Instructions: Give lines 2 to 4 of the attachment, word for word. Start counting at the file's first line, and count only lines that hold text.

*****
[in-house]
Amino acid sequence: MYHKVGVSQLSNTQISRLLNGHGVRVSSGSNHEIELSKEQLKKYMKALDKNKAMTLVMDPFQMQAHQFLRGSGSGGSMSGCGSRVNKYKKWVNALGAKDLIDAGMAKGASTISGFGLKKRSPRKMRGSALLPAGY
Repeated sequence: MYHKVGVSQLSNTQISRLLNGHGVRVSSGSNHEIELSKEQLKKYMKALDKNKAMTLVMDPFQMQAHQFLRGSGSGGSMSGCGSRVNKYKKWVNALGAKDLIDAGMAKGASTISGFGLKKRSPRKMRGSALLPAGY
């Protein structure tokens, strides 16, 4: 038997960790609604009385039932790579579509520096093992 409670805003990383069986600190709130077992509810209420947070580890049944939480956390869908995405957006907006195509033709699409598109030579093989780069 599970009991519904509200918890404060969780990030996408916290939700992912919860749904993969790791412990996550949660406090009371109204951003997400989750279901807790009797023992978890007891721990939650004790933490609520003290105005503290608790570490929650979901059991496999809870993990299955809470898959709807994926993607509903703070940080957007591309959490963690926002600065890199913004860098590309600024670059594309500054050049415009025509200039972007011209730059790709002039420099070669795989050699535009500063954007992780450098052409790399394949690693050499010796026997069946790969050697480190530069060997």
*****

Amino acid sequence: MYHKVGVSQLSNTQISRLLNGHGVRVSSGSNHEIELSKEQLKKYMKALDKNKAMTLVMDPFQMQAHQFLRGSGSGGSMSGCGSRVNKYKKWVNALGAKDLIDAGMAKGASTISGFGLKKRSPRKMRGSALLPAGY
Repeated sequence: MYHKVGVSQLSNTQISRLLNGHGVRVSSGSNHEIELSKEQLKKYMKALDKNKAMTLVMDPFQMQAHQFLRGSGSGGSMSGCGSRVNKYKKWVNALGAKDLIDAGMAKGASTISGFGLKKRSPRKMRGSALLPAGY
């Protein structure tokens, strides 16, 4: 038997960790609604009385039932790579579509520096093992 409670805003990383069986600190709130077992509810209420947070580890049944939480956390869908995405957006907006195509033709699409598109030579093989780069 599970009991519904509200918890404060969780990030996408916290939700992912919860749904993969790791412990996550949660406090009371109204951003997400989750279901807790009797023992978890007891721990939650004790933490609520003290105005503290608790570490929650979901059991496999809870993990299955809470898959709807994926993607509903703070940080957007591309959490963690926002600065890199913004860098590309600024670059594309500054050049415009025509200039972007011209730059790709002039420099070669795989050699535009500063954007992780450098052409790399394949690693050499010796026997069946790969050697480190530069060997």